This disaster forced the people of the region to  migrate to surrounding areas, and to radically change the way they lived just to survive. They eventually formed the civilisations that became the world’s first, most notably Sumer and Egypt. These civilisations set the pattern of most of those to follow right up until the present time. Their development model was essentially aggression abroad and repression at home. Amongst the earliest peoples so affected were the Aryans and Semites, and these and other warlike peoples invaded and conquered most of the lands around them and set in place a trend of violence and discord that has persisted to this day.

If this idea is true, then we are living lives utterly at odds with our true nature as formed by millions of years of evolution. Instead we have experienced 6,000 years of civilised life dominated by warfare, rigid hierarchy, and social and sexual repression. Because of this we have come to believe that humans are naturally violent and aggressive, and that it is only the fear of Gods or kings that keeps us in line.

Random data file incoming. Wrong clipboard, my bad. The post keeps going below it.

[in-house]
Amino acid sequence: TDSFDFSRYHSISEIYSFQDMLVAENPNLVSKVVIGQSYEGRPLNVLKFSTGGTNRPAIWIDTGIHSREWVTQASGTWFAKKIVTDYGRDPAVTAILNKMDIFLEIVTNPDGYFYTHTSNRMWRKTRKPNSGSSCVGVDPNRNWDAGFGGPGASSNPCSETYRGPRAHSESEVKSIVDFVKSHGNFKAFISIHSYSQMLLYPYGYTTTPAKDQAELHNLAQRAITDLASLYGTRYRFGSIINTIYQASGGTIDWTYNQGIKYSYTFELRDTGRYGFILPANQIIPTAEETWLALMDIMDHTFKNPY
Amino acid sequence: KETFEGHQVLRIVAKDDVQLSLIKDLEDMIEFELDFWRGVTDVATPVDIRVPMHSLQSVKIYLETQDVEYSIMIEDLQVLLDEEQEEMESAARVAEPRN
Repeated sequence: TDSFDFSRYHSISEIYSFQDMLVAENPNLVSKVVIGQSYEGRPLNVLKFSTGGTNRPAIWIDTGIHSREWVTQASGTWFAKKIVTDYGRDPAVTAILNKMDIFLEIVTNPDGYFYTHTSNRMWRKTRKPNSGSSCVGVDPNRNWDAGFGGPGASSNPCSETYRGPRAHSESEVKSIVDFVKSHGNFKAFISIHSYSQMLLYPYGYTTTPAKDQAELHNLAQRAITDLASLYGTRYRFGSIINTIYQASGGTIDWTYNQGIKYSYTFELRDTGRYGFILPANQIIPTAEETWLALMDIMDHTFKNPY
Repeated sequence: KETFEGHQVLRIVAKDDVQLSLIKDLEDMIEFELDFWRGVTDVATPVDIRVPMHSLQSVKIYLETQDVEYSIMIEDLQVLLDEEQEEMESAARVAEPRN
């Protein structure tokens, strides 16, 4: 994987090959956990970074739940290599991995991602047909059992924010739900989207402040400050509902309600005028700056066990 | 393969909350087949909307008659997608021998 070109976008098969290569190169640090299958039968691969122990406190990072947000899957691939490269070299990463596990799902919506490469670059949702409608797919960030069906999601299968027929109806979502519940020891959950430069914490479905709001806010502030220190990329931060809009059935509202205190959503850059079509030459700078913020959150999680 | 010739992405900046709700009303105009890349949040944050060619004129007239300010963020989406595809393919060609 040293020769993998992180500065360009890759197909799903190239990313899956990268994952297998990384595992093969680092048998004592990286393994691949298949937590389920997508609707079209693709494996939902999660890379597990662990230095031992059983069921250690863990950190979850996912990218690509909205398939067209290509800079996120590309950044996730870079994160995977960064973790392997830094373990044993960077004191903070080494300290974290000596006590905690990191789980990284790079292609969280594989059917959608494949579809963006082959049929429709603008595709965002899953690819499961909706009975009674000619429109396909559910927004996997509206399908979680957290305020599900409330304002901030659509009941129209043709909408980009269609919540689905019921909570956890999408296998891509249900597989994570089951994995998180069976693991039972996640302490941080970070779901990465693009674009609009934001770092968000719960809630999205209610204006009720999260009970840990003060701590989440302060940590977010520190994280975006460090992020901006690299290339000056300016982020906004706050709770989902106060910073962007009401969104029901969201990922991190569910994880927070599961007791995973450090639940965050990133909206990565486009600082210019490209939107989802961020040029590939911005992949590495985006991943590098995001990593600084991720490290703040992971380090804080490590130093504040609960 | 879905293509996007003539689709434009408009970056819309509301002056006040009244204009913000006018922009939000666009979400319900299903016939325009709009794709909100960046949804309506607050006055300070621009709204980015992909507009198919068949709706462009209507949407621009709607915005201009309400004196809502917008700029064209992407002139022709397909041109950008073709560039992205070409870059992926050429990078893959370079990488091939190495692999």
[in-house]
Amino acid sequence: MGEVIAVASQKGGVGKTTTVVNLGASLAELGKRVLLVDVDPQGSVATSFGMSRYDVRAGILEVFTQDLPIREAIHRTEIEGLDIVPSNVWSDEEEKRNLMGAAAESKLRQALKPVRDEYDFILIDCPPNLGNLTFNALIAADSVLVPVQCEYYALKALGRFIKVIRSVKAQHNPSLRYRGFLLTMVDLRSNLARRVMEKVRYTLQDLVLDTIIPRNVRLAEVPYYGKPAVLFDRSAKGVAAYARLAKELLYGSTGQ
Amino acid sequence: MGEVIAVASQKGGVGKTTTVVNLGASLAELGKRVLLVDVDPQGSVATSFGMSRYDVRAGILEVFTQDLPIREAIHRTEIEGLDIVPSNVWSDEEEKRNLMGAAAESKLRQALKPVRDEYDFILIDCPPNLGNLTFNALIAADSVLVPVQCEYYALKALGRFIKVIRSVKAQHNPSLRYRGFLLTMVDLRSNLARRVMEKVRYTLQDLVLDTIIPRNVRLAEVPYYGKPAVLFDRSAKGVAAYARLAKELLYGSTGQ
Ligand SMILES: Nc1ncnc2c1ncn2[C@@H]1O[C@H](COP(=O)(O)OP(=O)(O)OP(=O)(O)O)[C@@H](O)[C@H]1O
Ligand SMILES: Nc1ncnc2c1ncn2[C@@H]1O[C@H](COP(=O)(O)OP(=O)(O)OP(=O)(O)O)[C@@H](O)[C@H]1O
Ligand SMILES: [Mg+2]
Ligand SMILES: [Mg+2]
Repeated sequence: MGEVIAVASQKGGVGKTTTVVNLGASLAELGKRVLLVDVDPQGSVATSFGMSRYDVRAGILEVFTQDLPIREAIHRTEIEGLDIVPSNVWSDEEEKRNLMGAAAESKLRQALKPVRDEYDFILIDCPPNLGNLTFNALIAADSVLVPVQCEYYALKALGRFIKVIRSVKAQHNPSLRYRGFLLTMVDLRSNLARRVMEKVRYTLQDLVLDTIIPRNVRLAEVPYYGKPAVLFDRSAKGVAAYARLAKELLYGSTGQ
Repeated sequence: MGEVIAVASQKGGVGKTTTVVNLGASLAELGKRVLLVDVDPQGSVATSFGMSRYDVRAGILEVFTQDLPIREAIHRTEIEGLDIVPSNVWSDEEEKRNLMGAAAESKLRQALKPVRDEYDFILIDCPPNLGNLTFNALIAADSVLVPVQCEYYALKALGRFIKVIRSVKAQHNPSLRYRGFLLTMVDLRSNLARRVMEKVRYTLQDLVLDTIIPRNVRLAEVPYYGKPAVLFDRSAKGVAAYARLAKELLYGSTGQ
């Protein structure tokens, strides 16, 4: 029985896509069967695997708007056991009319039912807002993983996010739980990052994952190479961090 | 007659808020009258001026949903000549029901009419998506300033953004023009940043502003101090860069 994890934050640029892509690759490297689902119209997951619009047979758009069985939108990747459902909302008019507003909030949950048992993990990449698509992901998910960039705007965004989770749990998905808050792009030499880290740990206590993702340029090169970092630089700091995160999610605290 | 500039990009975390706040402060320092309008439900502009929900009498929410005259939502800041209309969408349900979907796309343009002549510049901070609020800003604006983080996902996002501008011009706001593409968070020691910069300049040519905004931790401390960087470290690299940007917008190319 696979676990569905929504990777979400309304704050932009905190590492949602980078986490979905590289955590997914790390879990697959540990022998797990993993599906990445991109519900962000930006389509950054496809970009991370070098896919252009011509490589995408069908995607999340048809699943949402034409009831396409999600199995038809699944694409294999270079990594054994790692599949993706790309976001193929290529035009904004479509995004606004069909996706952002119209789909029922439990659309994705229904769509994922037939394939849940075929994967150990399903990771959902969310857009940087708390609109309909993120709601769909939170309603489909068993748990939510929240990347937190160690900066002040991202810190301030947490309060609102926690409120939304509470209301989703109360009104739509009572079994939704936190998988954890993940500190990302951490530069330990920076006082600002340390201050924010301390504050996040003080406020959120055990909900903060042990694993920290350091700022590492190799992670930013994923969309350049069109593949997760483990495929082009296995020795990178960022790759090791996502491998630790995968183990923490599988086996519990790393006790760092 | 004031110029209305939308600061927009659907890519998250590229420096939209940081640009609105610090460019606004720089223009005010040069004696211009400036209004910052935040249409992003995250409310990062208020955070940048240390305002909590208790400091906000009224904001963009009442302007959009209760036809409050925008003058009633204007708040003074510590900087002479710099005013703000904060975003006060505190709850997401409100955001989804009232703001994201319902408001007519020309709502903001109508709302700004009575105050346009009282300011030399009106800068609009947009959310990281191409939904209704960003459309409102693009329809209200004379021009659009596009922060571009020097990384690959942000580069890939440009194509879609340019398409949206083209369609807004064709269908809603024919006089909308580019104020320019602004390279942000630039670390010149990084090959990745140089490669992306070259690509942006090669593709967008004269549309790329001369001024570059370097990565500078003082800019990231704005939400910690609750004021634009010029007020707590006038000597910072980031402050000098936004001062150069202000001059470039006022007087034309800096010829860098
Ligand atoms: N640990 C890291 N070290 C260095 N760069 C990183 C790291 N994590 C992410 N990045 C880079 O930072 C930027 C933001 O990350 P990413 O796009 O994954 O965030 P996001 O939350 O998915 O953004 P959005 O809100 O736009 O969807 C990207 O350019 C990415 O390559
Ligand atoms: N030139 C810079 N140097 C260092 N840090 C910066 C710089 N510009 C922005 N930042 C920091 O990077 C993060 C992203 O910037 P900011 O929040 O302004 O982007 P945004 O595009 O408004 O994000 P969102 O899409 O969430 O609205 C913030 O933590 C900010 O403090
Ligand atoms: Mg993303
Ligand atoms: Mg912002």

Taylorargues that the first religions arose as attempts to claim back our lives as peaceful, spiritual beings living in harmony with each other and with nature, but that the changes brought about by our expulsion from the real Eden were too great. In particular our minds had shifted to become much more individualist in character. This was what Taylor calls the ‘ego explosion’.

But many, if not most, people hungered for change to escape the ‘schizophrenic nightmare’ of civilised life. Taylor says the second wave of popular liberation began in the second half of the 18th century AD. Around this time democracy took off as a serious movement, slavery was increasingly criticised and eventually (at least officially)abolished, women’s’ rights became an issue and all sorts of new ideas blossomed to challenge the rigid status quo dominated by the Church and aristocracy.